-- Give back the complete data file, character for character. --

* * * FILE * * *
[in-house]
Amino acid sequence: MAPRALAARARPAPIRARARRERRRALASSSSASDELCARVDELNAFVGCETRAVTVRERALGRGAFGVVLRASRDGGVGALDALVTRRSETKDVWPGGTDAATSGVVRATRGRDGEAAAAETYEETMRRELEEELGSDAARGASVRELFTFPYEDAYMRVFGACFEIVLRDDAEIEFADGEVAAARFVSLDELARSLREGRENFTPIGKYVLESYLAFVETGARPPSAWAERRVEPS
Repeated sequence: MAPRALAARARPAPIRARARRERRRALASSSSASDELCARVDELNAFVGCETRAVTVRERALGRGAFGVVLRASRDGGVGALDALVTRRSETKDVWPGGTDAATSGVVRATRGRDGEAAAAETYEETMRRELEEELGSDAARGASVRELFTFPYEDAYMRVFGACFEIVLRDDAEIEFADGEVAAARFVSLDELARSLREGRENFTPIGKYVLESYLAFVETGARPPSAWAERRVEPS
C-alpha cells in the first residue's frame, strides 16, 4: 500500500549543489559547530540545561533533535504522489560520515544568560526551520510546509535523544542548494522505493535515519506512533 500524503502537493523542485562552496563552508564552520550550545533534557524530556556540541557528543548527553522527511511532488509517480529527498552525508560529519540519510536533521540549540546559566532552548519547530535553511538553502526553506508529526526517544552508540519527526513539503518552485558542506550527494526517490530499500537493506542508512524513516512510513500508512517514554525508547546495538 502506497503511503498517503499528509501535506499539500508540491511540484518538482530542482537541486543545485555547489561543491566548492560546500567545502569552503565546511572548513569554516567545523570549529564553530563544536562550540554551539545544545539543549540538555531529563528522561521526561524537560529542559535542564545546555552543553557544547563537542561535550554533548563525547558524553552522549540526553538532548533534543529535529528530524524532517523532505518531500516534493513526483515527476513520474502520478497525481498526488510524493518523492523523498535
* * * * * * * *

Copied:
[in-house]
Amino acid sequence: MAPRALAARARPAPIRARARRERRRALASSSSASDELCARVDELNAFVGCETRAVTVRERALGRGAFGVVLRASRDGGVGALDALVTRRSETKDVWPGGTDAATSGVVRATRGRDGEAAAAETYEETMRRELEEELGSDAARGASVRELFTFPYEDAYMRVFGACFEIVLRDDAEIEFADGEVAAARFVSLDELARSLREGRENFTPIGKYVLESYLAFVETGARPPSAWAERRVEPS
Repeated sequence: MAPRALAARARPAPIRARARRERRRALASSSSASDELCARVDELNAFVGCETRAVTVRERALGRGAFGVVLRASRDGGVGALDALVTRRSETKDVWPGGTDAATSGVVRATRGRDGEAAAAETYEETMRRELEEELGSDAARGASVRELFTFPYEDAYMRVFGACFEIVLRDDAEIEFADGEVAAARFVSLDELARSLREGRENFTPIGKYVLESYLAFVETGARPPSAWAERRVEPS
C-alpha cells in the first residue's frame, strides 16, 4: 500500500549543489559547530540545561533533535504522489560520515544568560526551520510546509535523544542548494522505493535515519506512533 500524503502537493523542485562552496563552508564552520550550545533534557524530556556540541557528543548527553522527511511532488509517480529527498552525508560529519540519510536533521540549540546559566532552548519547530535553511538553502526553506508529526526517544552508540519527526513539503518552485558542506550527494526517490530499500537493506542508512524513516512510513500508512517514554525508547546495538 502506497503511503498517503499528509501535506499539500508540491511540484518538482530542482537541486543545485555547489561543491566548492560546500567545502569552503565546511572548513569554516567545523570549529564553530563544536562550540554551539545544545539543549540538555531529563528522561521526561524537560529542559535542564545546555552543553557544547563537542561535550554533548563525547558524553552522549540526553538532548533534543529535529528530524524532517523532505518531500516534493513526483515527476513520474502520478497525481498526488510524493518523492523523498535